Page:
• China-Pakistan Trade

China-Pakistan Trade (Photo : Getty Images)

China is now the largest direct foreign investor in Pakistan, which is taking advantage of the billions of dollars poured to infrastructure overhaul brought about by China's "On Belt, One Road" initiative, the Straits Times reported.

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With China overtaking the U.S., Pakistan has strengthened its ties with its neighboring country while its relationship with the U.S. is in tatters.

China has been strengthening its relations with Pakistan after it pledged to fund the $55 billion development of the China-Pakistan Economic Corridor (CPEC), an initiative that is expected to bring progress to a country of about 200 million people.

From July 2013 to January this year, China's direct investment in Pakistan has reached $1.82 billion, compared to the U.S. with $505 million, according to central bank data.

"As the U.S. looks inward, China is reaching out," Bilal Khan, a senior economist at Standard Chartered in Karachi, said. "Against this backdrop, the U.S. could steadily lose its share in FDI (foreign direct investment) to Pakistan as China rises."

According to the report, improving its ties with China is part of Pakistan Prime Minister Nawaz Sharif's plan to boost economic growth to the country. On the other hand, China wants to implement its Silk Road plan to enhance trade across Central Asia and Europe by revitalizing the ancient route with a network of railways, highways and ports.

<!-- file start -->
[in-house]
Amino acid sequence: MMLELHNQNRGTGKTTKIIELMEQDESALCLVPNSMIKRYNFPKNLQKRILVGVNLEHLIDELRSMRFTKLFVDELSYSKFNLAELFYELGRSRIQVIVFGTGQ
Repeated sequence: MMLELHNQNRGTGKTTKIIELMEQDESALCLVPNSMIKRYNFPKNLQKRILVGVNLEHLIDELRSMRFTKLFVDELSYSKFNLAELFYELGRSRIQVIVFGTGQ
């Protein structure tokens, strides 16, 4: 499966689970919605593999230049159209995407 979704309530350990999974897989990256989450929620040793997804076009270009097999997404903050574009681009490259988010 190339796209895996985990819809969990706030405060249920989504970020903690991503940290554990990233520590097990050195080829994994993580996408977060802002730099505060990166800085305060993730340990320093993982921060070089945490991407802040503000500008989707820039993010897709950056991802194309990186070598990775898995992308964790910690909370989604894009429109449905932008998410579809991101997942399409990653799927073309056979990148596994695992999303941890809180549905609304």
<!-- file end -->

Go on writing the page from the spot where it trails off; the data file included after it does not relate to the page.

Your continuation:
A record number of 77 Chinese companies have registered in Pakistan in the last three years, showing China's rising corporate presence in the country, the report said.

U.S. investments

Meanwhile, U.S. investments in Pakistan have reportedly been reinvestments from companies that were already based in the country. Last year, Philip Morris International injected $105 million to improve its facilities and install new machinery for its manufacturing operation in the country.

The report said that U.S. investments were not as big although large multinational firms such Procter & Gamble and General Electric have been operating in Pakistan. In January, General Electric turned over seven locomotives to Pakistan Railways as part of a $400-million deal for the purchase of 55 train units over the period of ten years.

"We are not on their radar. They tend to stay away when it comes to Pakistan," Abdul Aleem, chief executive of the Karachi-based Overseas Chamber of Commerce and Industry, representing 195 foreign firms, including 31 from the U.S., said of American investors.

Chinese investment

According to Chen Fengying, an expert on global economy with the China Institute of Contemporary International Relations, the CPEC is located "right at the crossroad" of two major networks China is building.

She added that investments between the two countries grew rapidly because they have built up trust over the years.

"Pakistan is the only country being called an 'all-weather strategic partner' by the Chinese government, signaling a sense of unwavering support under all conditions," Chen said.

Analysts, however, said that the slowdown in U.S. investment in Pakistan was due to reasons, other than simple economics.

Shaista Tabassum, chairman of the University of Karachi's international relations department, noted that Pakistan and the U.S. relations are moving farther apart.

"It is moving slowly down," she said. "CPEC has many economic benefits coming, which Pakistan expected the U.S. should have given to it."